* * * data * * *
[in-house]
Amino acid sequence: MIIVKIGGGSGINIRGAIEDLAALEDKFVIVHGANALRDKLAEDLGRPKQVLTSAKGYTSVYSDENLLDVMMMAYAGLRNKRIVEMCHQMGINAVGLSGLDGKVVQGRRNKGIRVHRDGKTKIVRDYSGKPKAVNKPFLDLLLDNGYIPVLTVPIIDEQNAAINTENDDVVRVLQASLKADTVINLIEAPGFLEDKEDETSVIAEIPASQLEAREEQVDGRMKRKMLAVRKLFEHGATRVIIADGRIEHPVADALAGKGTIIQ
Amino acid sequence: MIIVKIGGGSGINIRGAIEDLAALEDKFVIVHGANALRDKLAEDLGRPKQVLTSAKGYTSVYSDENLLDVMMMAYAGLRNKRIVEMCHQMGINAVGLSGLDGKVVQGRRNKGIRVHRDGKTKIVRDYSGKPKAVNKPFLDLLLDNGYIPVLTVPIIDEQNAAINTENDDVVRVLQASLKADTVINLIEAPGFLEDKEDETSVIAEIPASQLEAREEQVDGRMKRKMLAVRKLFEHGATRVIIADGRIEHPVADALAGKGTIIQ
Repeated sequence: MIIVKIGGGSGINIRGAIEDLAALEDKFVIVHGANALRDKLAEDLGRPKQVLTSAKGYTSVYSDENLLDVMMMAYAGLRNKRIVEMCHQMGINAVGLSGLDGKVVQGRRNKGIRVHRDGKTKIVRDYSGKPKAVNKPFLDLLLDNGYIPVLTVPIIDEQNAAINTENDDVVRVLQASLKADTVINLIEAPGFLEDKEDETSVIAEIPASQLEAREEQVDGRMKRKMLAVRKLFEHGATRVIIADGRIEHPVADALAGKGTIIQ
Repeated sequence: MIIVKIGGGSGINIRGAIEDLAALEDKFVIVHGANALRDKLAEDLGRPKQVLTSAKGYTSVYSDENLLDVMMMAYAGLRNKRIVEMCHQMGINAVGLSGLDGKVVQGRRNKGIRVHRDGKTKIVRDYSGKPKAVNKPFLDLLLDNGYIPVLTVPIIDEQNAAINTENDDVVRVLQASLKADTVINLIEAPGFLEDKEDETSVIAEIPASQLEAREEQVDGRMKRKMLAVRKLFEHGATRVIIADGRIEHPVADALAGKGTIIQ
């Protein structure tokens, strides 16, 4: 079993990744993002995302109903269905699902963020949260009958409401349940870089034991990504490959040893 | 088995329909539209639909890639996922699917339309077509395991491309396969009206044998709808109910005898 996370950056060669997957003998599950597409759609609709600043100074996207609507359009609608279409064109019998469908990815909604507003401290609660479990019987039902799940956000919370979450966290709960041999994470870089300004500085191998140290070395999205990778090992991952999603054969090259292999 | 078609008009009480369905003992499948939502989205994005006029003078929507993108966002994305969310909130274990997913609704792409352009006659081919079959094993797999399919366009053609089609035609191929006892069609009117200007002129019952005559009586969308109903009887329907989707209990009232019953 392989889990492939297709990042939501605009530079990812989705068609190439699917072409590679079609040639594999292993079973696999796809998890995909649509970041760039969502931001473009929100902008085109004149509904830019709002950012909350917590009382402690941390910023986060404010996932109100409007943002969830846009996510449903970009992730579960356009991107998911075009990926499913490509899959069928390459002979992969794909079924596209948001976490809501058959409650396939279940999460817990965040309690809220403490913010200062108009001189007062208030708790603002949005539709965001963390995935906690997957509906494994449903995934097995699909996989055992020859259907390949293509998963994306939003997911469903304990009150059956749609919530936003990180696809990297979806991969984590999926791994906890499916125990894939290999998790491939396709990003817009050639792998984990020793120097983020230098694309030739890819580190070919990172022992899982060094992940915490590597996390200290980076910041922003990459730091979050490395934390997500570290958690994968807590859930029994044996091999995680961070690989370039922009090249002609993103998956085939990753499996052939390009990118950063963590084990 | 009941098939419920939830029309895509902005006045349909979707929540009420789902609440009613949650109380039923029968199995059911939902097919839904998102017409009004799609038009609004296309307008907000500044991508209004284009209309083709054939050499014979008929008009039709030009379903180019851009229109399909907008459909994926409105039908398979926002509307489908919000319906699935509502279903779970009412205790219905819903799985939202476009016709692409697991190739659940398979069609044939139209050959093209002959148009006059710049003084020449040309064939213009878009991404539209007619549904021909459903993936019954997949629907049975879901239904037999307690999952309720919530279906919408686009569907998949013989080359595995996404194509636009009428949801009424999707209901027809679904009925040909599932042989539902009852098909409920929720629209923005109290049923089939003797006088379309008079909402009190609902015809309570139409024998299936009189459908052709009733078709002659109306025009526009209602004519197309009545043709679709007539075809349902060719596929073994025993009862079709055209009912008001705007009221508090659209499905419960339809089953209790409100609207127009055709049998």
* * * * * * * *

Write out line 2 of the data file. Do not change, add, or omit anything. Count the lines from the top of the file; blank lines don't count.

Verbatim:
Amino acid sequence: MIIVKIGGGSGINIRGAIEDLAALEDKFVIVHGANALRDKLAEDLGRPKQVLTSAKGYTSVYSDENLLDVMMMAYAGLRNKRIVEMCHQMGINAVGLSGLDGKVVQGRRNKGIRVHRDGKTKIVRDYSGKPKAVNKPFLDLLLDNGYIPVLTVPIIDEQNAAINTENDDVVRVLQASLKADTVINLIEAPGFLEDKEDETSVIAEIPASQLEAREEQVDGRMKRKMLAVRKLFEHGATRVIIADGRIEHPVADALAGKGTIIQ